Those other oils are processed quite a bit, and the cold pressed coconut oil has both antifungal and antibacterial properties. You could use one of the others in a pinch, but I'd try to get some coconut oil as soon as I could.

  7. #7

    Re: Is this how normal and healthy female nipples look?

    Thank - you Bpatters. Your advice is very much appreciated. Anytime something happens to one of my guinea pigs, I just feel very grateful to have knowledgeable and understanding people to turn to. Thanks! :)

  8. #8

    Question Re: Is this how normal and healthy female nipples look?


    This is an update on Poppy's health issues. I brought Poppy to the vet back in April because of her "crusty nipples". The vet "palpitated" her, checked for ovarian cysts and didn't find any. I was relieved, but I assume an ultrasound is the only way to know for certain if she has a cyst. Ultrasounds are expensive so I decided to wait and monitor her behavior. My vet also prescribed Chlorhexidine to clean her nipples. The vet removed some of the crust, but a lot remained. Poppy hated it when I used the Chlorhexidine. I was afraid I really hurt her trying to remove the crust. That crust is really stuck on. Her nipples are making her very uncomfortable. I thought the taste of the Chlorhexidine might have been why she stopped eating her pellets so I stopped using Chlorhexidine. Lastly, my vet recommended that I have her spayed. Surgery scares me ...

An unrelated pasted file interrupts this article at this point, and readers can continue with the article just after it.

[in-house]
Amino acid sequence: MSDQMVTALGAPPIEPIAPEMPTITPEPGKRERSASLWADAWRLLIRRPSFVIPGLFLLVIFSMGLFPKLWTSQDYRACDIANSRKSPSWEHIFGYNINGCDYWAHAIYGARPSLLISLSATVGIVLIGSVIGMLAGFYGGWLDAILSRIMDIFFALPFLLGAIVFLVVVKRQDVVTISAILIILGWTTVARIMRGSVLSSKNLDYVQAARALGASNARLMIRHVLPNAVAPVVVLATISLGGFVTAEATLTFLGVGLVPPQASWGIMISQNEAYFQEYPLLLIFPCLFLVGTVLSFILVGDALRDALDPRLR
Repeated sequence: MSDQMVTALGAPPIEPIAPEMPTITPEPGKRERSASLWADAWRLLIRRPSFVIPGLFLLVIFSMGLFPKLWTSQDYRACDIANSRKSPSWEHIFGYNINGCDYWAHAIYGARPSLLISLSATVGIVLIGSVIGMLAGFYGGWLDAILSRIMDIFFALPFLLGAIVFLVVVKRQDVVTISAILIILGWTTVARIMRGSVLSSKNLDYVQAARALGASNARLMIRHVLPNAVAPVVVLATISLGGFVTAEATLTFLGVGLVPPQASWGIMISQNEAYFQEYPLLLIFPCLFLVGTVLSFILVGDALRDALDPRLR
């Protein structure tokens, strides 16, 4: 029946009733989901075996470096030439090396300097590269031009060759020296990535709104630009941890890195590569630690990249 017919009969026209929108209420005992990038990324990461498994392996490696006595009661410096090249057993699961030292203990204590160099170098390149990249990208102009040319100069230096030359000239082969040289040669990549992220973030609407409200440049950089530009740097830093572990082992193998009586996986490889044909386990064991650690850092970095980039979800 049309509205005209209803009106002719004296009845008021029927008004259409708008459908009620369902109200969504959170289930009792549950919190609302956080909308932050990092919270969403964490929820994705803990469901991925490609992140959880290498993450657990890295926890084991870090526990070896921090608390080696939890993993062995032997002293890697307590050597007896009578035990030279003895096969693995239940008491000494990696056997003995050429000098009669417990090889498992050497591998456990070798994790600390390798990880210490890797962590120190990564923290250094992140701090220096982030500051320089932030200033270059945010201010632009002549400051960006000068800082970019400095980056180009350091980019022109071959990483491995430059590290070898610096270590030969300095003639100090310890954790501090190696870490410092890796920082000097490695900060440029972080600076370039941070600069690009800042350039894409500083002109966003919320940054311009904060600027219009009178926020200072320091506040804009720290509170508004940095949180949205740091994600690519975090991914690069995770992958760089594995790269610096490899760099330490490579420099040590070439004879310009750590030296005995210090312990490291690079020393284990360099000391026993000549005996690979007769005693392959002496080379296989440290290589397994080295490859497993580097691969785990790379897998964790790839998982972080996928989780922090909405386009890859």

Poppy was treated with an antibiotic for an upper respiratory infection back in May because she had some eye crust and I heard a lot of sneezing one night. Those symptoms began right before I was scheduled for surgery. I knew that I wouldn't be able to take her back to the vet so I was extra cautious. Normally, I would have waited a few days to see if she got worse. I don't think she really had an infection, but I'm not certain. Nonetheless, she was treated for an infection. The eye crust did go away and sneezing stopped so ...

    For the past 2 weeks (or so), on and off, Poppy and her sister, haven't been finishing their pellets. They eat their hay and veggies. No other symptoms. After a few days of receiving Ben-a-bac, they finished all of their pellets. Then they weren't given Ben-a-bac for about a week and now they aren't eating their pellets again. Ugh!
    Clearly, they are trying to tell me something is wrong! :(

    Weight was 800 grams in April and now is 774 grams which isn't terrible at all.
    However, she has lost a tiny bit of weight.

    Poppy has been much calmer; I think she only mounts her sister when she is in heat.

    1) Is not eating pellets a symptom of ovarian cysts?
    2) What if she does have a cyst? Would a spay still be beneficial? [Sorry, if that is a really dumb question]
    3) Should I insist on an ultrasound?

    Lastly, Poppy doesn't like it when I touch her nipples. In addition, she stretches over her food bowl and seems to put more pressure on her left side. The way she leans on her food bowl, it looks like she is uncomfortable. Has anyone else ever observed that? It's strange. Usually, guinea pigs put their front paws on the part of the food bowl that is closest to them ... she stretches over the food bowl, rests her paws on the part that is farthest away, and leans towards the left. She puts one paw in front of the other. It's hard to explain, sorry, I tried.